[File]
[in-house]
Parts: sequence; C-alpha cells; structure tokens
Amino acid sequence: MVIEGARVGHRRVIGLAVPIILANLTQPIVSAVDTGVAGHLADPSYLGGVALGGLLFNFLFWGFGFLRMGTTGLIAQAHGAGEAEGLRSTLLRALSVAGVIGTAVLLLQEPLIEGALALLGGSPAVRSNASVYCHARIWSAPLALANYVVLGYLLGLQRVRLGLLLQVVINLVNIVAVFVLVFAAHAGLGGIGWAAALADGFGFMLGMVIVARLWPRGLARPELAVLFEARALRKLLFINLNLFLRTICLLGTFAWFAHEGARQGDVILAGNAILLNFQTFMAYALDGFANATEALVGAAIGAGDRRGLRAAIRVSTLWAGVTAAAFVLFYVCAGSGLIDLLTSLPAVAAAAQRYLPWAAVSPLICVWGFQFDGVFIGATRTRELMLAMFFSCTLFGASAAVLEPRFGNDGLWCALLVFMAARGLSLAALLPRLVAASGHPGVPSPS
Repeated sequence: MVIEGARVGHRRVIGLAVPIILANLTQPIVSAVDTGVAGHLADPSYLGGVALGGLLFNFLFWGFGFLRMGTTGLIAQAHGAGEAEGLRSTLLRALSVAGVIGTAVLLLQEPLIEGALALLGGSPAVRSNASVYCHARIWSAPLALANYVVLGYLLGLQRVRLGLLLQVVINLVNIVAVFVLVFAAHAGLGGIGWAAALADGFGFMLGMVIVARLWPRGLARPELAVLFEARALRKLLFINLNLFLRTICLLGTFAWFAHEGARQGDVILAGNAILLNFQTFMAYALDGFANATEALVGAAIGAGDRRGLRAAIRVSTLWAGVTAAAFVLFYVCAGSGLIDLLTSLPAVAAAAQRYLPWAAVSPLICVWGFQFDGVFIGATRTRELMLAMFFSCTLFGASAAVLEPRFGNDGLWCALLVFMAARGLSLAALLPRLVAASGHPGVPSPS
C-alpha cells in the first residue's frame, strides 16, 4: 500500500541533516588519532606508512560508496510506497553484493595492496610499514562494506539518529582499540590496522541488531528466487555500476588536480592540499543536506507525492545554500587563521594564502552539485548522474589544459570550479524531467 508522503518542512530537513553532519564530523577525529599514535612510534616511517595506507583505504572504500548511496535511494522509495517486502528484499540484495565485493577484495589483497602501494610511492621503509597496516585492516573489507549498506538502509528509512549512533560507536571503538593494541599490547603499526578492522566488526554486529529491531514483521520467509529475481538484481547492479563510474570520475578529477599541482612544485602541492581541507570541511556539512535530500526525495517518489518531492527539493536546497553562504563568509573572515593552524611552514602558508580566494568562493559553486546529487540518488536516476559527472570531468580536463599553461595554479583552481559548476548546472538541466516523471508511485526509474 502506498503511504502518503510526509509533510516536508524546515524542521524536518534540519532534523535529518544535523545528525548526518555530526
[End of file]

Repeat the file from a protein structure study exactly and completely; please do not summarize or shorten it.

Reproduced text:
[in-house]
Parts: sequence; C-alpha cells; structure tokens
Amino acid sequence: MVIEGARVGHRRVIGLAVPIILANLTQPIVSAVDTGVAGHLADPSYLGGVALGGLLFNFLFWGFGFLRMGTTGLIAQAHGAGEAEGLRSTLLRALSVAGVIGTAVLLLQEPLIEGALALLGGSPAVRSNASVYCHARIWSAPLALANYVVLGYLLGLQRVRLGLLLQVVINLVNIVAVFVLVFAAHAGLGGIGWAAALADGFGFMLGMVIVARLWPRGLARPELAVLFEARALRKLLFINLNLFLRTICLLGTFAWFAHEGARQGDVILAGNAILLNFQTFMAYALDGFANATEALVGAAIGAGDRRGLRAAIRVSTLWAGVTAAAFVLFYVCAGSGLIDLLTSLPAVAAAAQRYLPWAAVSPLICVWGFQFDGVFIGATRTRELMLAMFFSCTLFGASAAVLEPRFGNDGLWCALLVFMAARGLSLAALLPRLVAASGHPGVPSPS
Repeated sequence: MVIEGARVGHRRVIGLAVPIILANLTQPIVSAVDTGVAGHLADPSYLGGVALGGLLFNFLFWGFGFLRMGTTGLIAQAHGAGEAEGLRSTLLRALSVAGVIGTAVLLLQEPLIEGALALLGGSPAVRSNASVYCHARIWSAPLALANYVVLGYLLGLQRVRLGLLLQVVINLVNIVAVFVLVFAAHAGLGGIGWAAALADGFGFMLGMVIVARLWPRGLARPELAVLFEARALRKLLFINLNLFLRTICLLGTFAWFAHEGARQGDVILAGNAILLNFQTFMAYALDGFANATEALVGAAIGAGDRRGLRAAIRVSTLWAGVTAAAFVLFYVCAGSGLIDLLTSLPAVAAAAQRYLPWAAVSPLICVWGFQFDGVFIGATRTRELMLAMFFSCTLFGASAAVLEPRFGNDGLWCALLVFMAARGLSLAALLPRLVAASGHPGVPSPS
C-alpha cells in the first residue's frame, strides 16, 4: 500500500541533516588519532606508512560508496510506497553484493595492496610499514562494506539518529582499540590496522541488531528466487555500476588536480592540499543536506507525492545554500587563521594564502552539485548522474589544459570550479524531467 508522503518542512530537513553532519564530523577525529599514535612510534616511517595506507583505504572504500548511496535511494522509495517486502528484499540484495565485493577484495589483497602501494610511492621503509597496516585492516573489507549498506538502509528509512549512533560507536571503538593494541599490547603499526578492522566488526554486529529491531514483521520467509529475481538484481547492479563510474570520475578529477599541482612544485602541492581541507570541511556539512535530500526525495517518489518531492527539493536546497553562504563568509573572515593552524611552514602558508580566494568562493559553486546529487540518488536516476559527472570531468580536463599553461595554479583552481559548476548546472538541466516523471508511485526509474 502506498503511504502518503510526509509533510516536508524546515524542521524536518534540519532534523535529518544535523545528525548526518555530526